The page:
On-demand water heaterDepending on your climate, an on-demand (or tankless) water heater is an excellent choice. It does cost more, but instead of heating water at a constant temperature 24 hours a day, the energy-saving unit only activates when there is a need. Plus, it installs on a wall (inside or outside) and frees up space, which is especially important in the smaller, lower-priced homes that buyers appear to prefer in the current economy.

Water re-circulatorIf a tankless water heater is a little too edgy (and costly), you can still give your home buyers instant hot water by using a high-efficiency conventional heater and a water re-circulator. With the push of a button, the device circulates ambient-temperature water from the line so hot water is instant and nothing is wasted down the drain.

Folding patio-doorIn 2007, four out of the most popular 10 products among BUILDER readers were folding patio-door systems. Here's why: When closed, these doors look like any other, but they fold up like an accordion to provide access to the great outdoors. Full-wall installations are pricey, but you can reduce cost with a two-panel system.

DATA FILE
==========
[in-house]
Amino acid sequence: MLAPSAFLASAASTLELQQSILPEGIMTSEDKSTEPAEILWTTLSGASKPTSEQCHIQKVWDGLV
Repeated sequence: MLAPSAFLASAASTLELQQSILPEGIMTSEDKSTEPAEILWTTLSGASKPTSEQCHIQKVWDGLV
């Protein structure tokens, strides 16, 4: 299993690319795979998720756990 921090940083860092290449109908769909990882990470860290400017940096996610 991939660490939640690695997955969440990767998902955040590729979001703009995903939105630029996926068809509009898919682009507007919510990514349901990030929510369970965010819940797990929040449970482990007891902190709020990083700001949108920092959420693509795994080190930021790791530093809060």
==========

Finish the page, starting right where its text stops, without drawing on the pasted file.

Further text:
Central vacuumA central vacuum cleaner is a built-in system consisting of a power unit, collection canister, and hose. Connected by special pipes installed within interior walls, the system collects dust and deposits it in the centrally located canister. Five times more powerful than an upright, it’s quiet and efficient. Plus, an entry-level system can cost as little as $800.

Excellent insulation Insulation isn’t sexy, but when it’s 95 degrees in the summer or the mercury dips below freezing in the winter, your buyers will thank you for this, even if they didn't see the perceived or real value when they first signed the sales contract. Forget the entry-level insulation, and go for something that will really stuff the wall and the roof. While you’re at it, don’t forget the attic.

Nigel Maynard is senior editor, products, at BUILDER magazine.

Wednesday, March 04, 2009

Moving Away from the Billable Hour in Construction Law

I am going to tell you a secret. Most lawyers hate the billable hour. It is hard for us to keep track of our time, even with all of the latest software and technology. Most clients do not understand why some activities take so much of our time. They don't understand the value we provide. That is why more and more lawyers are trying to change the way they charge and use flat fees and other means to bill their clients.